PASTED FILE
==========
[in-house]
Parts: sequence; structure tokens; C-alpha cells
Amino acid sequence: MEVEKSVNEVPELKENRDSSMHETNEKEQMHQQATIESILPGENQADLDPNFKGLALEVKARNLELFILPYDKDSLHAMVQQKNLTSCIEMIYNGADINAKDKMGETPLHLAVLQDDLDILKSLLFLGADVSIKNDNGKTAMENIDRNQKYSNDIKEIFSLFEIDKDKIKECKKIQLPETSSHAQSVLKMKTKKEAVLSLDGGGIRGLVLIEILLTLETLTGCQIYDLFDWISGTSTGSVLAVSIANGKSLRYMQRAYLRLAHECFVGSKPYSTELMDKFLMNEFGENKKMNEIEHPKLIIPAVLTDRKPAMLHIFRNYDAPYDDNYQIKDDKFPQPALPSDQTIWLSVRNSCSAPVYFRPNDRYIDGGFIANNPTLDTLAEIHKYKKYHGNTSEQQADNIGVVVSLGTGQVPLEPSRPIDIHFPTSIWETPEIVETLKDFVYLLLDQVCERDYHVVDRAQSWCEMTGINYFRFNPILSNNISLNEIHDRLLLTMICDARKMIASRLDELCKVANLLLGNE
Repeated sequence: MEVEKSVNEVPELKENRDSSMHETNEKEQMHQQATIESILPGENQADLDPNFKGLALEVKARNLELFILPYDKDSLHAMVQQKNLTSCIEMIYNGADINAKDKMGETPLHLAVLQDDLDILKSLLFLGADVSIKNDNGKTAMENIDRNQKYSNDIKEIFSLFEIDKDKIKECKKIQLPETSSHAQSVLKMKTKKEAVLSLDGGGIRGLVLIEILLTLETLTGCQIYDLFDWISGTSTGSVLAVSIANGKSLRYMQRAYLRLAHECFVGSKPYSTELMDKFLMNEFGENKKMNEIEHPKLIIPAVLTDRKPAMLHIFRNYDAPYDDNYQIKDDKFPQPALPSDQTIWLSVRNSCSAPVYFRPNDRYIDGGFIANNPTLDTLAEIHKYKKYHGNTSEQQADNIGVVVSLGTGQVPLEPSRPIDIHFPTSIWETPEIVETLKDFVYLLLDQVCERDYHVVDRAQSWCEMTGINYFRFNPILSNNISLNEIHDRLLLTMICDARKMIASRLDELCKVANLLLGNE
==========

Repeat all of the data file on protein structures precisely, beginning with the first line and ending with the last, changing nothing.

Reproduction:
[in-house]
Parts: sequence; structure tokens; C-alpha cells
Amino acid sequence: MEVEKSVNEVPELKENRDSSMHETNEKEQMHQQATIESILPGENQADLDPNFKGLALEVKARNLELFILPYDKDSLHAMVQQKNLTSCIEMIYNGADINAKDKMGETPLHLAVLQDDLDILKSLLFLGADVSIKNDNGKTAMENIDRNQKYSNDIKEIFSLFEIDKDKIKECKKIQLPETSSHAQSVLKMKTKKEAVLSLDGGGIRGLVLIEILLTLETLTGCQIYDLFDWISGTSTGSVLAVSIANGKSLRYMQRAYLRLAHECFVGSKPYSTELMDKFLMNEFGENKKMNEIEHPKLIIPAVLTDRKPAMLHIFRNYDAPYDDNYQIKDDKFPQPALPSDQTIWLSVRNSCSAPVYFRPNDRYIDGGFIANNPTLDTLAEIHKYKKYHGNTSEQQADNIGVVVSLGTGQVPLEPSRPIDIHFPTSIWETPEIVETLKDFVYLLLDQVCERDYHVVDRAQSWCEMTGINYFRFNPILSNNISLNEIHDRLLLTMICDARKMIASRLDELCKVANLLLGNE
Repeated sequence: MEVEKSVNEVPELKENRDSSMHETNEKEQMHQQATIESILPGENQADLDPNFKGLALEVKARNLELFILPYDKDSLHAMVQQKNLTSCIEMIYNGADINAKDKMGETPLHLAVLQDDLDILKSLLFLGADVSIKNDNGKTAMENIDRNQKYSNDIKEIFSLFEIDKDKIKECKKIQLPETSSHAQSVLKMKTKKEAVLSLDGGGIRGLVLIEILLTLETLTGCQIYDLFDWISGTSTGSVLAVSIANGKSLRYMQRAYLRLAHECFVGSKPYSTELMDKFLMNEFGENKKMNEIEHPKLIIPAVLTDRKPAMLHIFRNYDAPYDDNYQIKDDKFPQPALPSDQTIWLSVRNSCSAPVYFRPNDRYIDGGFIANNPTLDTLAEIHKYKKYHGNTSEQQADNIGVVVSLGTGQVPLEPSRPIDIHFPTSIWETPEIVETLKDFVYLLLDQVCERDYHVVDRAQSWCEMTGINYFRFNPILSNNISLNEIHDRLLLTMICDARKMIASRLDELCKVANLLLGNE